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Mark Richardson is a multimedia journalist, editor and writer who has worked in digital, print and broadcast media for three decades. He is a nationally recognized editor and reporter who has covered government, politics and the environment. A journalism graduate from the University of Texas at Austin, he was recently awarded a Foundation for Investigative Journalism grant and has three Associated Press Managing Editors awards for excellence in reporting.
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Report: City needs more than $1 billion to fix watershed problems
Urban watersheds in Austin are in crisis and the city will need to spend more than $1.2 billion over the next four decades to resolve the problems, according to a recent report by the city’s Watershed Protection Department.
The banks and streams of many of the city’s creeks and waterways are deteriorating, according to Jean Drew with Watershed Protection, who reviewed that department’s Master Plan for the city’s watersheds with the Environmental Board this month. The report, a technical assessment of the waterways’ condition, looks at a variety of solutions to problems such as flooding, bank erosion, and deteriorating water quality.
However, Drew said, projected budget constraints could prevent the department from completing the proposed projects to repair the watershed.
“Watershed problems are pervasive and they are expected to worsen,” Drew said. “Capital solutions were identified in the range of about $1.2 billion over a 40-year time frame. A number of programs and regulations are essential to address the problems we identified. However, goal attainment is severely restricted due to a shortage of resources.”
Drew said the Watershed Department’s Master Plan is being done in two phases. Phase 1, which has been completed, studied the watersheds and their problems, outlining the findings and making recommendations for solutions. Phase 2, currently under way, is the implementation phase, which tracks the city’s progress in resolving the problems.
“We looked at flooding, erosion and water quality missions through 12 of the Phase 1 watersheds, including three of the suburban watersheds – Walnut Creek, Williamson Creek, and Onion Creek Country Club — and then two of the water supply watersheds, Barton Creek and Bull Creek,” Drew said.
Problems identified in the Phase 1 study include creek flooding, localized flooding, stream-bank erosion, and water quality degradation. The study reported that creek flooding poses a recurring risk to public safety and property in the city and that a two-year storm could create structure flooding in 14 of the 17 Phase I watersheds.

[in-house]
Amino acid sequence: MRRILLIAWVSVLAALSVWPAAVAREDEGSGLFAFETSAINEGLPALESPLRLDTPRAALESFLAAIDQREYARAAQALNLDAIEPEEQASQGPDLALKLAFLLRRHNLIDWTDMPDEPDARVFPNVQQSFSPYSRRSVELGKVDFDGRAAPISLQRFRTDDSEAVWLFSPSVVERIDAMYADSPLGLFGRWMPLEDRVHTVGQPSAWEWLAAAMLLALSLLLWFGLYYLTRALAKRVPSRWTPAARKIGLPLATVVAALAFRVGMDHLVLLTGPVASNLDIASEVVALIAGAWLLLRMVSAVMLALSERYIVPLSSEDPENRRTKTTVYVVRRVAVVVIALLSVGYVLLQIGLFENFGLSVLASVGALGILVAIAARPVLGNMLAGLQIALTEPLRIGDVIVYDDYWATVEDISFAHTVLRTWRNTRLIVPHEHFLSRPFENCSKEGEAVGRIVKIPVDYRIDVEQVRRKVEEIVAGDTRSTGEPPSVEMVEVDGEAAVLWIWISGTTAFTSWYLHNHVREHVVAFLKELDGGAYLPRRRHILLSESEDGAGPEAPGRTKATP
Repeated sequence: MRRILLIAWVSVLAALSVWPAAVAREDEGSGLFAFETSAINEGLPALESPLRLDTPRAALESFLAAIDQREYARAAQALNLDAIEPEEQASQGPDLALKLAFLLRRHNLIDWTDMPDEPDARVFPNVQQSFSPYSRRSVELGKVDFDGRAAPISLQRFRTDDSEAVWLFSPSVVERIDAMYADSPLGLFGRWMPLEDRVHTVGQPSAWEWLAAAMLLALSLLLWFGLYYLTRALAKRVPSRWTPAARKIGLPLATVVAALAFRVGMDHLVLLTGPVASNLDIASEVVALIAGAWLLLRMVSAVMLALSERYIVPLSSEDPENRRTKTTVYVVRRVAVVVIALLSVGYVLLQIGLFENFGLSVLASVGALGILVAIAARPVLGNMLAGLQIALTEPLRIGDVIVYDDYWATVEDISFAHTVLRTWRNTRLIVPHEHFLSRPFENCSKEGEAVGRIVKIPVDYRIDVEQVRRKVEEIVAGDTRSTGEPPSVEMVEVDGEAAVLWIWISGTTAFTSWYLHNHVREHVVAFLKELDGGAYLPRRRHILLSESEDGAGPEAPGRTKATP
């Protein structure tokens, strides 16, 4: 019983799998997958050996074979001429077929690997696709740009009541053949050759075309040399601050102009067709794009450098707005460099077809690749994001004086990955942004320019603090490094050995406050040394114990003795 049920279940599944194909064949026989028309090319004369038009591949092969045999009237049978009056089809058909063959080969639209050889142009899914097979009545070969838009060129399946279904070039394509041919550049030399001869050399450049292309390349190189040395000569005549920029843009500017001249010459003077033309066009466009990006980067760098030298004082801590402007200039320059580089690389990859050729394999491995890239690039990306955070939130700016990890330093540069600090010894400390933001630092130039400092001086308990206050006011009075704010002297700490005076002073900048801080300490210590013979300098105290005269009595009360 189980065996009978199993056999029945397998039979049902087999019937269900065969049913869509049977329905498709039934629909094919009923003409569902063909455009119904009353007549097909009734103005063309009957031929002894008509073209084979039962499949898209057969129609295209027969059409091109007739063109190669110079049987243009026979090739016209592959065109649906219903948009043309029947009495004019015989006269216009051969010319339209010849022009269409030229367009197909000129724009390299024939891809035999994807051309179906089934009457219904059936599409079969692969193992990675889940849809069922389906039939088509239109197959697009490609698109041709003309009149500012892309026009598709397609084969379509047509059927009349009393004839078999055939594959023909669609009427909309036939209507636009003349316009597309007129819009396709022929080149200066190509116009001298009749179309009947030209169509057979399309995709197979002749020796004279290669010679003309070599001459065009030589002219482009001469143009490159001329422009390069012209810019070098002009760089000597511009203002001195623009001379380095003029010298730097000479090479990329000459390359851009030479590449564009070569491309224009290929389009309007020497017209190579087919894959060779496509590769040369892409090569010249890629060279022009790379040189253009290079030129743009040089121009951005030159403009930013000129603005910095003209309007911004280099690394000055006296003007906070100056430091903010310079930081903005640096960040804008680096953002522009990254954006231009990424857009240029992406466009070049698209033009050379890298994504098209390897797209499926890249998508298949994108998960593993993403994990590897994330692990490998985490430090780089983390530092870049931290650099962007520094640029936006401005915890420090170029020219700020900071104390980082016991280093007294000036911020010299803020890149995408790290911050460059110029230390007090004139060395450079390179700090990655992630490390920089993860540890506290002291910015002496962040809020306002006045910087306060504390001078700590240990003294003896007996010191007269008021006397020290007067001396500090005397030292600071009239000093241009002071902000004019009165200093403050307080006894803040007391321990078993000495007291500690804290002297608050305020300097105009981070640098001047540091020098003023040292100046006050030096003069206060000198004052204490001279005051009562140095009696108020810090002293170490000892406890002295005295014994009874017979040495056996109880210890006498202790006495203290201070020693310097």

“Localized flooding is a threat all over the city,” Drew said. “We have had more than 4,800 complaints over the last few years. Improvement is most needed in the urban watershed due to a lack of storm drains, or ones that are undersized, clogged, or deteriorated. These problems related directly to our aging infrastructure.”
Drew said the Phase 1 study also found more than 1,000 erosion sites that are the cause of numerous threats to property and infrastructure around the city. She also cited the degradation of urban streams and creeks, many of which have lost their natural base flow and have seen an increase in pollution.
“To solve the problem, it will take a combination of capital projects, programs, and regulations,” Drew said.
She said Phase 2 of the Master Plan estimates the department’s long-term capital needs at $500 million for creek flooding, $300 million or more for storm drains, $150 million or more for bank stabilization projects, and $250 million or more for water quality issues.
“These projects (included in the $1.2 billion) represent only the high-priority watershed problems,” Drew said. “There might be other areas of the city that have problems that have not yet been brought to our attention.”
She said Watershed Protection has developed a mission-integration process to evaluate capital projects by both feasibility and their ability to be implemented. She said the department uses the process to maximize project benefits and to make sure that changing something in one place does not affect something else downstream.
Drew said Phase 2 of the Master Plan projects the need for more funds than are currently available to do the job.
“We have identified a capital project need of about $30 million a year over the next 40 years,” she said. “Right now, our CIP transfer is about $21 million a year, which means we’re still falling short on that need for both capital projects and in our operating budget.”
The Watershed Protection Department will soon report its findings to the City Council, which will be tasked with finding a way to fund the department’s Master Plan for the city’s watersheds.
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